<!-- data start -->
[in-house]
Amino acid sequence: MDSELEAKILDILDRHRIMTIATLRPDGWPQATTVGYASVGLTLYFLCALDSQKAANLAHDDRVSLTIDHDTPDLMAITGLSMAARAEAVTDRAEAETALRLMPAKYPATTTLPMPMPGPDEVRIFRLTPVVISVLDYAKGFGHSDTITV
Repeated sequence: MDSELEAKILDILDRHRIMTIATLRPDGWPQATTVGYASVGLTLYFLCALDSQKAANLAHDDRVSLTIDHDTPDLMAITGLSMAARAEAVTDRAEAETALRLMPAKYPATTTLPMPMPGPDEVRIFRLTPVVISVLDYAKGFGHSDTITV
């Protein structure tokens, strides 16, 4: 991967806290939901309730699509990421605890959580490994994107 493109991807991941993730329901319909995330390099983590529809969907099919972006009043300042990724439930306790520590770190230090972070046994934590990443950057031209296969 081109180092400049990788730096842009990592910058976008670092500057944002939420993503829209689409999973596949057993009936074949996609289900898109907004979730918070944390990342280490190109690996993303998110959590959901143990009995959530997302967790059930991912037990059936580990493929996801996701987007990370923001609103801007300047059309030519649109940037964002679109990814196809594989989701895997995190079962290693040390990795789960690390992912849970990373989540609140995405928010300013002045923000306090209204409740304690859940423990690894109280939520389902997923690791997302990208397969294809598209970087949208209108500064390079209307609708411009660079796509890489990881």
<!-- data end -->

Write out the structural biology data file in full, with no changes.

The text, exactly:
[in-house]
Amino acid sequence: MDSELEAKILDILDRHRIMTIATLRPDGWPQATTVGYASVGLTLYFLCALDSQKAANLAHDDRVSLTIDHDTPDLMAITGLSMAARAEAVTDRAEAETALRLMPAKYPATTTLPMPMPGPDEVRIFRLTPVVISVLDYAKGFGHSDTITV
Repeated sequence: MDSELEAKILDILDRHRIMTIATLRPDGWPQATTVGYASVGLTLYFLCALDSQKAANLAHDDRVSLTIDHDTPDLMAITGLSMAARAEAVTDRAEAETALRLMPAKYPATTTLPMPMPGPDEVRIFRLTPVVISVLDYAKGFGHSDTITV
């Protein structure tokens, strides 16, 4: 991967806290939901309730699509990421605890959580490994994107 493109991807991941993730329901319909995330390099983590529809969907099919972006009043300042990724439930306790520590770190230090972070046994934590990443950057031209296969 081109180092400049990788730096842009990592910058976008670092500057944002939420993503829209689409999973596949057993009936074949996609289900898109907004979730918070944390990342280490190109690996993303998110959590959901143990009995959530997302967790059930991912037990059936580990493929996801996701987007990370923001609103801007300047059309030519649109940037964002679109990814196809594989989701895997995190079962290693040390990795789960690390992912849970990373989540609140995405928010300013002045923000306090209204409740304690859940423990690894109280939520389902997923690791997302990208397969294809598209970087949208209108500064390079209307609708411009660079796509890489990881």